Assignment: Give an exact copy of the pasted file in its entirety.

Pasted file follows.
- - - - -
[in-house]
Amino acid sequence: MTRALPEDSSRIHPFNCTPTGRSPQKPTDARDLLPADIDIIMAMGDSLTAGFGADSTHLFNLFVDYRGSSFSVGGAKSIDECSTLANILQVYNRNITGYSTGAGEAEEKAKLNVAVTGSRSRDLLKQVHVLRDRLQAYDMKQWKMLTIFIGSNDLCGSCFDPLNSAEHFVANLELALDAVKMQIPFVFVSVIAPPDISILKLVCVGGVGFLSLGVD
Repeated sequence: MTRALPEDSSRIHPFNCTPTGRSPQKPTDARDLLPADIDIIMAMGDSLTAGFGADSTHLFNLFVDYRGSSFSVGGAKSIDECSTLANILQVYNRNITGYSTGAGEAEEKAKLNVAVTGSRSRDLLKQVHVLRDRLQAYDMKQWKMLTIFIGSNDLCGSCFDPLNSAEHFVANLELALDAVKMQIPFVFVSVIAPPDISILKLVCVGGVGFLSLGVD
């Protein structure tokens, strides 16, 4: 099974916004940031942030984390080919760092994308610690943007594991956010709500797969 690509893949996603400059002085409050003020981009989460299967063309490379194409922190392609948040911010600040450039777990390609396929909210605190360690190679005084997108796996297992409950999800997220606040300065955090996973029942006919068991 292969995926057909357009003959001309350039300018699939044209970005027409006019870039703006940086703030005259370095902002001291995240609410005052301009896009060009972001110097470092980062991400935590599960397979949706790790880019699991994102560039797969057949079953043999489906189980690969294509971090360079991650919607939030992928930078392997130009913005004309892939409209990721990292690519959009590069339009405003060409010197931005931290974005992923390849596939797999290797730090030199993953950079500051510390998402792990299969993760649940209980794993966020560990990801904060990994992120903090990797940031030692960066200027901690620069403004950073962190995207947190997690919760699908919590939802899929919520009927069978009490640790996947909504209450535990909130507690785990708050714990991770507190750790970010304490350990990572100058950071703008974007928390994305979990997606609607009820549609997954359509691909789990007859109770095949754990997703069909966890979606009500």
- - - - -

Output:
[in-house]
Amino acid sequence: MTRALPEDSSRIHPFNCTPTGRSPQKPTDARDLLPADIDIIMAMGDSLTAGFGADSTHLFNLFVDYRGSSFSVGGAKSIDECSTLANILQVYNRNITGYSTGAGEAEEKAKLNVAVTGSRSRDLLKQVHVLRDRLQAYDMKQWKMLTIFIGSNDLCGSCFDPLNSAEHFVANLELALDAVKMQIPFVFVSVIAPPDISILKLVCVGGVGFLSLGVD
Repeated sequence: MTRALPEDSSRIHPFNCTPTGRSPQKPTDARDLLPADIDIIMAMGDSLTAGFGADSTHLFNLFVDYRGSSFSVGGAKSIDECSTLANILQVYNRNITGYSTGAGEAEEKAKLNVAVTGSRSRDLLKQVHVLRDRLQAYDMKQWKMLTIFIGSNDLCGSCFDPLNSAEHFVANLELALDAVKMQIPFVFVSVIAPPDISILKLVCVGGVGFLSLGVD
């Protein structure tokens, strides 16, 4: 099974916004940031942030984390080919760092994308610690943007594991956010709500797969 690509893949996603400059002085409050003020981009989460299967063309490379194409922190392609948040911010600040450039777990390609396929909210605190360690190679005084997108796996297992409950999800997220606040300065955090996973029942006919068991 292969995926057909357009003959001309350039300018699939044209970005027409006019870039703006940086703030005259370095902002001291995240609410005052301009896009060009972001110097470092980062991400935590599960397979949706790790880019699991994102560039797969057949079953043999489906189980690969294509971090360079991650919607939030992928930078392997130009913005004309892939409209990721990292690519959009590069339009405003060409010197931005931290974005992923390849596939797999290797730090030199993953950079500051510390998402792990299969993760649940209980794993966020560990990801904060990994992120903090990797940031030692960066200027901690620069403004950073962190995207947190997690919760699908919590939802899929919520009927069978009490640790996947909504209450535990909130507690785990708050714990991770507190750790970010304490350990990572100058950071703008974007928390994305979990997606609607009820549609997954359509691909789990007859109770095949754990997703069909966890979606009500």